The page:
224 F2d 526 Tabor v. H Hardwick U S

224 F.2d 526

Bernard H. TABOR, Appellant,


William H. HARDWICK, Warden, U. S. Penitentiary, Atlanta, Georgia, Appellee.

No. 15477.

United States Court of Appeals Fifth Circuit.

July 22, 1955.

No appearance for appellant.

James W. Dorsey, U. S. Atty., Harvey H. Tysinger, Asst. U. S. Atty., Atlanta, Ga., for appellee.

Before RIVES and CAMERON, Circuit Judges, and DAWKINS, District Judge.

On Petition for Rehearing.

RIVES, Circuit Judge.

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On original hearing, we simply affirmed the judgment or order of the district court1 without opinion. In so doing, we assumed, as apparently did the district court, that the appellant was simply asking the Court to instruct the warden as to the extent of his authority, not that he was seeking damages for a denial of his civil rights. Upon petition for rehearing, that assumption is attacked, and the appellant insists that the warden has already denied him the right to mail for filing a complaint in a civil action to the Clerk of the United States District Court in Detroit, Michigan, and that this action is for damages sustained by being deprived of his civil rights, citing 8 U.S.C.A. §§ 43 and 47(2).*


Upon careful examination of some of the averments of the complaint,2 it would appear to be subject to either construction. Of course, any formal deficiency of the complaint should not prevent the court from considering the substance of appellant's case. Rice v. Olson, 324 U.S. 786, 791, 792, 65 S.Ct. 989, 89 L.Ed. 1367; Holiday v. Johnston, 313 U.S. 342, 350, 351, 61 S.Ct. 1015, 85 L.Ed. 1392.


Appellant in his brief takes the broad position that a federal prisoner cannot be denied access to courts for the purpose of filing civil actions, and relies upon a statement in a note in the 1952 edition of "Constitution of the United States, Revised and Annotated", of which Professor Edward S. Corwin was editor, at page 1137: "Access to the Courts. — A state prison regulation requiring that all legal papers sought to be filed in court by inmates must first be submitted to the institution for approval and which was applied so as to obstruct efforts of a prisoner to petition a federal court for a writ of habeas corpus is void. Whether a petition for such writ is properly drawn and what allegations it must contain are questions which a federal court alone determines.1 Equally subject to condemnation is the practice of the warden of a State penitentiary who denied prisoners access to the courts unless they procured counsel to represent them.2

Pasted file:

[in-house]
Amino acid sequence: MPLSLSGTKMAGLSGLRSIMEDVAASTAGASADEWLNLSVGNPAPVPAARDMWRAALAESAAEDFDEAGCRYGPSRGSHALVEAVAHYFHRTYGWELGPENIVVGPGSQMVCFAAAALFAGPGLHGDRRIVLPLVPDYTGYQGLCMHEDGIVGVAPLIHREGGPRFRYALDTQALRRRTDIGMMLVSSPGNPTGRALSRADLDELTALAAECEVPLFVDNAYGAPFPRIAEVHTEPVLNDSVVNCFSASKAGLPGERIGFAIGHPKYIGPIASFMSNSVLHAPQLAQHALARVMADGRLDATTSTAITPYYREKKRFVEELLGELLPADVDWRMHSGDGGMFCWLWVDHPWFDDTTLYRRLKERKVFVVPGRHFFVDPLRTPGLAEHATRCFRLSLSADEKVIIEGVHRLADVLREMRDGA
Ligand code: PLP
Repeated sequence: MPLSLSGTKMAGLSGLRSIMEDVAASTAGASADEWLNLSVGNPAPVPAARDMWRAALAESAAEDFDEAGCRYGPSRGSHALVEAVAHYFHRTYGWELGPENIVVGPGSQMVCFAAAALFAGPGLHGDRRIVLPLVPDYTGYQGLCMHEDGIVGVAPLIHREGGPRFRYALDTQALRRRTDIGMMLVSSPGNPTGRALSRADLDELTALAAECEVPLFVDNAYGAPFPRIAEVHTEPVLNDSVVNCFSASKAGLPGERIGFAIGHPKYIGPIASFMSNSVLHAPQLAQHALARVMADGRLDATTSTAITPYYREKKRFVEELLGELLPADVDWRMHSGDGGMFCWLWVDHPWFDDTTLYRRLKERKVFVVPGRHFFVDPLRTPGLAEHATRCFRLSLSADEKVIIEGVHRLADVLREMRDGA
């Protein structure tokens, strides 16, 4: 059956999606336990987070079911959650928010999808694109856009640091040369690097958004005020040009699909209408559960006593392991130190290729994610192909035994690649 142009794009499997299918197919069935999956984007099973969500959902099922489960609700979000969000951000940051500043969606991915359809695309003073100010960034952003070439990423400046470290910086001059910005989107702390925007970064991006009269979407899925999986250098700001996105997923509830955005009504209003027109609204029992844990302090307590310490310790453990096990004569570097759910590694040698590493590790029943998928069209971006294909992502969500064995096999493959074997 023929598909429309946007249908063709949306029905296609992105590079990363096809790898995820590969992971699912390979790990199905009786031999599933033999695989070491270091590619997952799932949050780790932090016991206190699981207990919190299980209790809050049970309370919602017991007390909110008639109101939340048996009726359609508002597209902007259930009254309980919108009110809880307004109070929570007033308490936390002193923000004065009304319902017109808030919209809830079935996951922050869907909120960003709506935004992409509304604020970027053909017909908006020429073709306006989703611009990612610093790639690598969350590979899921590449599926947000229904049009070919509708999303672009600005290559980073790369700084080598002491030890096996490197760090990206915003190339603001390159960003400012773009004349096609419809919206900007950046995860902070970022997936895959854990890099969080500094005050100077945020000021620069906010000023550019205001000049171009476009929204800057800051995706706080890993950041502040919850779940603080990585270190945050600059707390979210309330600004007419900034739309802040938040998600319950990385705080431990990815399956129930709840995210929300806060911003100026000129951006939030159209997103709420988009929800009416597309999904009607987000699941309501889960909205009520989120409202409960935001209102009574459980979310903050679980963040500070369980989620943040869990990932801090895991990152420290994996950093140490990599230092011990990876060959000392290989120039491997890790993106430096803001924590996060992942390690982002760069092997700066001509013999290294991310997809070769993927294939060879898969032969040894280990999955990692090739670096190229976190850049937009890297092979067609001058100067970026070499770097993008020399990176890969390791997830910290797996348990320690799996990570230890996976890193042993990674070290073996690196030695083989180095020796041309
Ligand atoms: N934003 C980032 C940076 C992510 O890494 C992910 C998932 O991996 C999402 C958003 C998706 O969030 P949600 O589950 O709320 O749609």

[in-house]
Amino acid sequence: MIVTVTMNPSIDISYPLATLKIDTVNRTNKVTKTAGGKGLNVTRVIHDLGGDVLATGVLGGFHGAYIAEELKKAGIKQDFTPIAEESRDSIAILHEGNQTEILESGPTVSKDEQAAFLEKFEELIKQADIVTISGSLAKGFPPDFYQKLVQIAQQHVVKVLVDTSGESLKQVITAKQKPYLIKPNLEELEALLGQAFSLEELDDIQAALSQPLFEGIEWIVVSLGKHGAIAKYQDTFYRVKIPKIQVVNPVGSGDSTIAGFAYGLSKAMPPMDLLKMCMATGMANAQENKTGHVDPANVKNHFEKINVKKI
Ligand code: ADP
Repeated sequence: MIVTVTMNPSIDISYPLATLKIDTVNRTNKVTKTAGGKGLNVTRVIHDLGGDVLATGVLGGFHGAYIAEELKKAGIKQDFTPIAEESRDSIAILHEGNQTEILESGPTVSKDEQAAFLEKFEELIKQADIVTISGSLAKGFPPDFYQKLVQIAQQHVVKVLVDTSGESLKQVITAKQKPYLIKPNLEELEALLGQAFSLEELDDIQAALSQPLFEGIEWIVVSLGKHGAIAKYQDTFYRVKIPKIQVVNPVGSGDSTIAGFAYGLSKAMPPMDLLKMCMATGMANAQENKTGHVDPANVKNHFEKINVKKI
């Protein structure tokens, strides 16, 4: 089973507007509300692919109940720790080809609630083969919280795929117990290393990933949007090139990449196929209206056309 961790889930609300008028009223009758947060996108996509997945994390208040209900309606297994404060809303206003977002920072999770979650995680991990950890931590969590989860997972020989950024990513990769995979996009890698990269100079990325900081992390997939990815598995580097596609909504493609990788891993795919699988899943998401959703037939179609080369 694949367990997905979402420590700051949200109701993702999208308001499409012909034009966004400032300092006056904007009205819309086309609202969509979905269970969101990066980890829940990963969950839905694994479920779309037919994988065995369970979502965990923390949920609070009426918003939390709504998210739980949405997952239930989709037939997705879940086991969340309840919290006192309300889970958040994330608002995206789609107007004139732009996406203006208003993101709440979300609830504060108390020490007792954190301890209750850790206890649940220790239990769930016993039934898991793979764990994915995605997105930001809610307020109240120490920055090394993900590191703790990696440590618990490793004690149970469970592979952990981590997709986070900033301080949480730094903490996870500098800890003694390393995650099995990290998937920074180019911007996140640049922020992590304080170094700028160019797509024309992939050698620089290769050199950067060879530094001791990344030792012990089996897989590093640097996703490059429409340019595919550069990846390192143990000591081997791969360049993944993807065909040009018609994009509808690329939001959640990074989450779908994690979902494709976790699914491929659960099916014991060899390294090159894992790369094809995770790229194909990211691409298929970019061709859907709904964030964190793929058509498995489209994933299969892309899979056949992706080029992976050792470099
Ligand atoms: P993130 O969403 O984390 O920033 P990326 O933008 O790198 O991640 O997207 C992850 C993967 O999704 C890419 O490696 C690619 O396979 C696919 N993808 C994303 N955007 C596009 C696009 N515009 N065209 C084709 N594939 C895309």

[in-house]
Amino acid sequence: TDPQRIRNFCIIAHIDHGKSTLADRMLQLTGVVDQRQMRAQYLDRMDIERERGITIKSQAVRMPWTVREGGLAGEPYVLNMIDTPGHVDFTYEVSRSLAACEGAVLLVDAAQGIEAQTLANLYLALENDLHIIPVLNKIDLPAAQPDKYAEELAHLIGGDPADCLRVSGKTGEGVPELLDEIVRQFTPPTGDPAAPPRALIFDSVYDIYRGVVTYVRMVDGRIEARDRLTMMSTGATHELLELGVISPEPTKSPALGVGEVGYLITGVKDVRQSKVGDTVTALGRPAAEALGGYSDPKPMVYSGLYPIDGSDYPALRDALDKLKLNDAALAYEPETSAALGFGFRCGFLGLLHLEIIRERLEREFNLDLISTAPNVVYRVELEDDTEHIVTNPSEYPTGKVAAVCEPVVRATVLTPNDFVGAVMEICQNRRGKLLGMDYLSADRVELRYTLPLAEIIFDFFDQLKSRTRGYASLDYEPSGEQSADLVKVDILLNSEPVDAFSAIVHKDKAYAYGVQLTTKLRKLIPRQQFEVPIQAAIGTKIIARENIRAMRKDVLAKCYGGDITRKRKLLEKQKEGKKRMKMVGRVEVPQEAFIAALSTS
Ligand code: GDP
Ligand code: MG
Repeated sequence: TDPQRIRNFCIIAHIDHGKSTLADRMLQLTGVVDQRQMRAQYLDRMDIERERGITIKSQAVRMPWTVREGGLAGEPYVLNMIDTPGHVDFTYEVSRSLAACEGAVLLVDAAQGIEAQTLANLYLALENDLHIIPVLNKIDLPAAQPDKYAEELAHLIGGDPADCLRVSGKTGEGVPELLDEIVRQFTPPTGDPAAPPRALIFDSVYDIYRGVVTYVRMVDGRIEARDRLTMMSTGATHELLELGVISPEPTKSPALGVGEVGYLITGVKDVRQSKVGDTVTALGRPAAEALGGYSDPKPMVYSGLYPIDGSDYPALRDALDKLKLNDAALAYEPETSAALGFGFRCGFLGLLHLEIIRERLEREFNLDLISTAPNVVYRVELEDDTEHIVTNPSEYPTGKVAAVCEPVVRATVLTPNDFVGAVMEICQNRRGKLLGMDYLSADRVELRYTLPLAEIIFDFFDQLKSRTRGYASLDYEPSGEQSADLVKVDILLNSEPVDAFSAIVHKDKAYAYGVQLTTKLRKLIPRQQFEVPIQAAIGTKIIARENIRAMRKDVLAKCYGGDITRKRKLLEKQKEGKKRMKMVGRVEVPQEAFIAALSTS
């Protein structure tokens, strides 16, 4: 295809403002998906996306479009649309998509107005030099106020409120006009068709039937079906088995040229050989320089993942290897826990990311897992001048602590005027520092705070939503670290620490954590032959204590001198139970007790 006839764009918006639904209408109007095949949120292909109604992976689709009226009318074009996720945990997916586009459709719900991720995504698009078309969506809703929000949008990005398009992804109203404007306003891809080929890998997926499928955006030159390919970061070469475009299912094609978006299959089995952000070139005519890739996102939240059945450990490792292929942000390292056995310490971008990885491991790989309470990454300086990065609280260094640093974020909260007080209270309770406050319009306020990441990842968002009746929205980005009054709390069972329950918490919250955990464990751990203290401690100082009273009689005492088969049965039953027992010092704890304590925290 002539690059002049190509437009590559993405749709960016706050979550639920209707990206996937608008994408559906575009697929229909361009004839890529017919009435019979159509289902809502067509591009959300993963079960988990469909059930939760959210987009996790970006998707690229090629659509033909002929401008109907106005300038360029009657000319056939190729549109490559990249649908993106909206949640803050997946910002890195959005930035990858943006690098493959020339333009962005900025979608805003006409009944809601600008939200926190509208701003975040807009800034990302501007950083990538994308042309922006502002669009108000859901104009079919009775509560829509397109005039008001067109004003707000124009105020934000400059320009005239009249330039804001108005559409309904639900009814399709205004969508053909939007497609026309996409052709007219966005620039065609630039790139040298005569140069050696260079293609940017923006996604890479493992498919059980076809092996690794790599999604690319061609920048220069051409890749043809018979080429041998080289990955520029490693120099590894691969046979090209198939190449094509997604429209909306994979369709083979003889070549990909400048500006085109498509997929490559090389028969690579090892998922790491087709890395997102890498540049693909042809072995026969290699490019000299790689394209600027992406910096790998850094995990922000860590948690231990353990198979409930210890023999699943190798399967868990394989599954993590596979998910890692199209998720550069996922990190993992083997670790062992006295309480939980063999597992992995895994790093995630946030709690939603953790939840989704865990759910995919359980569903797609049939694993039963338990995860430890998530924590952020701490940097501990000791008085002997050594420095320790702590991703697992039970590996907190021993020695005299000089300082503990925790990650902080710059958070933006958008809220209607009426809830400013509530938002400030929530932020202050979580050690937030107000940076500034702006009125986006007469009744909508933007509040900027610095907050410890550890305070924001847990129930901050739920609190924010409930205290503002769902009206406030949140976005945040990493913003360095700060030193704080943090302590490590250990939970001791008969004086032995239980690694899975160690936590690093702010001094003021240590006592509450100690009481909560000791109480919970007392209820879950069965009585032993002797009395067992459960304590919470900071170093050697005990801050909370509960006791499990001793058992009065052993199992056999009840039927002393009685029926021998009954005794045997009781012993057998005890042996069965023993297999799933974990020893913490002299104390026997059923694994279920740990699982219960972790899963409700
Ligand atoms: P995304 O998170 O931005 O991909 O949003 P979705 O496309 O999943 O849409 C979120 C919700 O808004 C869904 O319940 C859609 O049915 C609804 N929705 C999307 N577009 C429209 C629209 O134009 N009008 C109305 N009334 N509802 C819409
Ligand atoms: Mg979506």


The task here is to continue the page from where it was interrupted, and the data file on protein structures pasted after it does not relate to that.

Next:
"1. Ex parte Hull, 1941, 312 U.S. 546, 61 S.Ct. 640, 85 L.Ed. 1034.


"2. White v. Ragen, 1945, 324 U.S. 760, 65 S.Ct. 978, 89 L.Ed. 1348, note 1 (1945)."


Ex parte Hull, 312 U.S. 546, 549, 61 S.Ct. 640, 85 L.Ed. 1034, holds that a prison regulation restricting the right of an inmate to apply for habeas corpus is invalid. The White v. Ragen, footnote citation, 324 U.S. at page 762, note 1, 65 S.Ct. at page 980, contains only the following observation:


"It also has come to the attention of this Court that for some years the warden of the Illinois State Penitentiary, contrary to Ex parte Hull, 312 U.S. 546, 61 S.Ct. 640, 85 L.Ed. 1034, denied the rights of prisoners to access to the courts unless they procured counsel to represent them. See United States ex rel. Foley v. Ragen, D.C., 52 F.Supp. 265, [reversed] 7 Cir., 143 F.2d 774; United States ex rel. Bongiorno v. Ragen, D.C., 54 F.Supp. 973."

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The above observation, however, was more or less dicta applicable only to an inmate's right to file habeas corpus, as distinguished from his right to file an ordinary civil action for damages, and the decision turned principally on the question of exhaustion of state remedies. Substantially in accord with these two decisions are other Supreme Court cases holding that a convict prevented by prison authorities from appealing his conviction has a remedy via habeas corpus. See Cochran v. State of Kansas, 316 U.S. 255, 62 S.Ct. 1068, 86 L.Ed. 1453; Dowd v. U. S. ex rel. Cook, 340 U.S. 206, 71 S.Ct. 262, 95 L.Ed. 215.


There are other authorities which may indicate that, apart from prison discipline and restrictions imposed by statute, there is no inhibition to the filing of civil suits by prisoners. See Hardin v. Dodd, 176 Ga. 119, 167 S.E. 277; Scott v. Scott, 192 Ga. 370, 15 S.E. 416, 417; People v. Gutterson, 244 N.Y. 243, 155 N.E. 113; Panko v. Endicott Johnson Corp., D.C., 24 F.Supp. 678; cf. Beck v. Downey, 9 Cir., 191 F.2d 150, reversed on other grounds 343 U.S. 912, 72 S.Ct. 646, 96 L.Ed. 1328; Id., 198 F.2d 626; 18 C.J.S., Convicts, §§ 4, 7, pp. 103, 105; 16 Am.Jur., Death, Sec. 9, p. 15. As evidence, however, that prison discipline as customarily applied may prevent the filing of many civil actions, we note that some states by statute exempt prisoners from the running of statutes of limitations during their terms of imprisonment, and preserve for them their right to bring such actions within a specified period after the disability occasioned by their imprisonment terminates. See 54 C.J.S., Limitations of Actions, § 241, p. 268; 34 Am.Jur., Limitation of Actions, Sec. 214, p. 171; 14 A.L.R. 339; see also Francis v. Lyman, D.C.Mass., 108 F. Supp. 884, 885; Gordon v. Garrson, D.C. Ill., 77 F.Supp. 477, 480.


And in those jurisdictions which recognize imprisonment as depriving a penitentiary inmate of his legal capacity to sue, probably neither laches nor prescription would bar timely assertion of a claim by him after the imprisonment causing his disability ceases. See 30 C.J.S., Equity, § 122, p. 546; 19 Am.Jur., Equity, Sec. 503, p. 348; Id., Sec. 507, pp. 351, 352. In the instant case it appears that Michigan, where appellant seeks to file his civil suit and which law would presumably govern, is among those jurisdictions which expressly recognize and make allowance for his present disability. Sec. 609.15 of Vol. 4, Compiled Laws of Michigan (1948) providing in pertinent part as follows:


"If any person * * * at the time when the cause of action accrues, be within the age of 21 years insane, or imprisoned in the state prison, such person may bring the action within the times in this chapter respectively limited, after the disability shall be removed."3